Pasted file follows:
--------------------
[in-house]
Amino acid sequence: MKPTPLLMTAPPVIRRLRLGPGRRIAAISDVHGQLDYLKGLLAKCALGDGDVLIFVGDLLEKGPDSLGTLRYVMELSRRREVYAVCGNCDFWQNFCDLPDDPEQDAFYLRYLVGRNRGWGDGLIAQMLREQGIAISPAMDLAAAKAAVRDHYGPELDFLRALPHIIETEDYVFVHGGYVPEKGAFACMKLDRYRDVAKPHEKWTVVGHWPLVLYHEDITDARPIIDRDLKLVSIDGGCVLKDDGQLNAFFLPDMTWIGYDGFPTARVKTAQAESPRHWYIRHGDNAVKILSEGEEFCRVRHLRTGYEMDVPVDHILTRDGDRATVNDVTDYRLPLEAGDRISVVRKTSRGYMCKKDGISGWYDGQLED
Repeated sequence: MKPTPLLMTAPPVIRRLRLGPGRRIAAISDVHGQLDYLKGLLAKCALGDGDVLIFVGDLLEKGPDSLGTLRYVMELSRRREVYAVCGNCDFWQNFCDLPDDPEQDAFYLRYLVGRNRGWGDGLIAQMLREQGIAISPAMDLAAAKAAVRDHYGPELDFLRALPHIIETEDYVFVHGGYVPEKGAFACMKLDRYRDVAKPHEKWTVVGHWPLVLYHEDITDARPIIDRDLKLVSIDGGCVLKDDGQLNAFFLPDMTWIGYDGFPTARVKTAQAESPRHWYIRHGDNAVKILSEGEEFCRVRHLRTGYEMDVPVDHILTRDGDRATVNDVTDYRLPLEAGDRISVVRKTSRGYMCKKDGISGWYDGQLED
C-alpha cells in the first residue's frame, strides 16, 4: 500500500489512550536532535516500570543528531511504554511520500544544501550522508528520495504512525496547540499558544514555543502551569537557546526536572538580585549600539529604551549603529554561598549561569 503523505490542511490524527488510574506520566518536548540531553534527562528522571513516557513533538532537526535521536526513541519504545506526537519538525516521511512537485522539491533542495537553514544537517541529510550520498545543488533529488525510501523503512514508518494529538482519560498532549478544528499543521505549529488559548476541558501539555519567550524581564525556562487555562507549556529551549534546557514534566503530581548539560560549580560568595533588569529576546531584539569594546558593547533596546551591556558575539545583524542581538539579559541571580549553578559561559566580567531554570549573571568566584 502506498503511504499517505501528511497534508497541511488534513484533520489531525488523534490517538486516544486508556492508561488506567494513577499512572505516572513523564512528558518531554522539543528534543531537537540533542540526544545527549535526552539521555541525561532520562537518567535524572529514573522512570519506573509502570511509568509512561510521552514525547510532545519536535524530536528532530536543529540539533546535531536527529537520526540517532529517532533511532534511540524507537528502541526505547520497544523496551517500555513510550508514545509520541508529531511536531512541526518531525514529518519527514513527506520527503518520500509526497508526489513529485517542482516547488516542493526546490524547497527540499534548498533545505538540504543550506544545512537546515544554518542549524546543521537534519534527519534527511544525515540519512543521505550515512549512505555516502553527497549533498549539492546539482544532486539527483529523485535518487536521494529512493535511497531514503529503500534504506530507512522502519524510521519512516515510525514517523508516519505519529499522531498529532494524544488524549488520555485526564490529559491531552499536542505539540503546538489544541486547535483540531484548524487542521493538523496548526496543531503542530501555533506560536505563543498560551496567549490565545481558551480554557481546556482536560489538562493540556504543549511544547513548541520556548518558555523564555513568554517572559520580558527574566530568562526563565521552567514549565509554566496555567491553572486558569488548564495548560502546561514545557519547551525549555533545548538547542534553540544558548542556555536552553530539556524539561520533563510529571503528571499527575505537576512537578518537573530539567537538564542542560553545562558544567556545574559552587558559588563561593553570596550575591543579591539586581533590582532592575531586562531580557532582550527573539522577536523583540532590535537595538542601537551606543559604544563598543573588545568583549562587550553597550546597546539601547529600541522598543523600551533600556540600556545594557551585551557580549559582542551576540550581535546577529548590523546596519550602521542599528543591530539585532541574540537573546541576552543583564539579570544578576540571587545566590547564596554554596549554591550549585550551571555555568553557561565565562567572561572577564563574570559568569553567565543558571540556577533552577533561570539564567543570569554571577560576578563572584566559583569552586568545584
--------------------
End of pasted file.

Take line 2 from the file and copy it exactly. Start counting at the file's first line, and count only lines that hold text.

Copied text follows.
Amino acid sequence: MKPTPLLMTAPPVIRRLRLGPGRRIAAISDVHGQLDYLKGLLAKCALGDGDVLIFVGDLLEKGPDSLGTLRYVMELSRRREVYAVCGNCDFWQNFCDLPDDPEQDAFYLRYLVGRNRGWGDGLIAQMLREQGIAISPAMDLAAAKAAVRDHYGPELDFLRALPHIIETEDYVFVHGGYVPEKGAFACMKLDRYRDVAKPHEKWTVVGHWPLVLYHEDITDARPIIDRDLKLVSIDGGCVLKDDGQLNAFFLPDMTWIGYDGFPTARVKTAQAESPRHWYIRHGDNAVKILSEGEEFCRVRHLRTGYEMDVPVDHILTRDGDRATVNDVTDYRLPLEAGDRISVVRKTSRGYMCKKDGISGWYDGQLED